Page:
It was for the first time that the U.S.Air Force showed in flight its MQ-9 unmanned drone from in Ukrainian sky. The MQ-9 drone flew, accompanied by a pair of fighters F-16 Polish Air Force, from the military base Miroslawiec Air Base in Poland.
The intense program of operations saw all the units training together in a lot of different kind of missions everyday. At the media day, in front of the public viewing area,a Sukhoi Su-27UB ((70 BLUE) ) of Ukrainian Air Force make made a crazy low-altitude pass: but pilots of Ukrainian Su-27UB regularly fly at low altitude and received the highest marks from at international aviation events.
Of course, contingencies are always lurking…
An F-15D Eagle made emergency landing, making a barrier landing at the Starokostiantyniv Air Base just during Media day of the exercise. After landing, the fighter jet was towed to aircraft parking space lot by members of the engineering team of the US Air Force.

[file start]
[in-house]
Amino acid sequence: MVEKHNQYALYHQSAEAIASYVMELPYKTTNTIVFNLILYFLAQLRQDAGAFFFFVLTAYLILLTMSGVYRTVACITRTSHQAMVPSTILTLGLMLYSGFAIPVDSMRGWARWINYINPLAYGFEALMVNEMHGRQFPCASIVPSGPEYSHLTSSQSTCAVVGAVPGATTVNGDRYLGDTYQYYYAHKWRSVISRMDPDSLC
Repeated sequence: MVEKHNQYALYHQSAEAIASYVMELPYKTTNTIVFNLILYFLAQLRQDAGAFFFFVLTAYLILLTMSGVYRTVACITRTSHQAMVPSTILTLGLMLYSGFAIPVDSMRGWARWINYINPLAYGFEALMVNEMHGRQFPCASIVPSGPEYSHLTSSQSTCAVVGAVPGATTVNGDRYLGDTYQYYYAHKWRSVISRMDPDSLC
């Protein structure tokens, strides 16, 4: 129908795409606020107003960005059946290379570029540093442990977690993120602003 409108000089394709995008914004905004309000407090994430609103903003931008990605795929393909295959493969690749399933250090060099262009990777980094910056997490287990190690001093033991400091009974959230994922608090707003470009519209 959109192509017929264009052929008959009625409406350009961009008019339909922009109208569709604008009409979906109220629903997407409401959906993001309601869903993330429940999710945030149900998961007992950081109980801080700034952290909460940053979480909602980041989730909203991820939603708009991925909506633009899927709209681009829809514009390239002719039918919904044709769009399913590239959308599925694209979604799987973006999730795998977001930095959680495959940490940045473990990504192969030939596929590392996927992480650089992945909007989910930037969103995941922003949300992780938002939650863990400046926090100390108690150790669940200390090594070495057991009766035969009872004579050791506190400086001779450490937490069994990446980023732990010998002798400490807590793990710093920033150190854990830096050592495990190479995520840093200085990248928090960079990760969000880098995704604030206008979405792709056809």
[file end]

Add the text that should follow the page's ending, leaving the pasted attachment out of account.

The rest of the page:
A Ukrainian Su-27UB fighter jet crashed: the accident occurred at around 5:00 PM local time on Oct. 16, 2018, near the village of Ulaniv, which is situated approximately 185 miles southwest of the Ukranian capital Kyiv.
“This is a sad day for the United States and Ukraine,” said Maj. Gen. Clay Garrison, California ANG commander and Clear Sky exercise director. “Our deepest condolences go out to the family, friends and fellow Airmen of both the U.S. Airman and Ukrainian aviator who were killed in the incident.”
Text and photos: Alberto Mocchetti & Gianluca Storti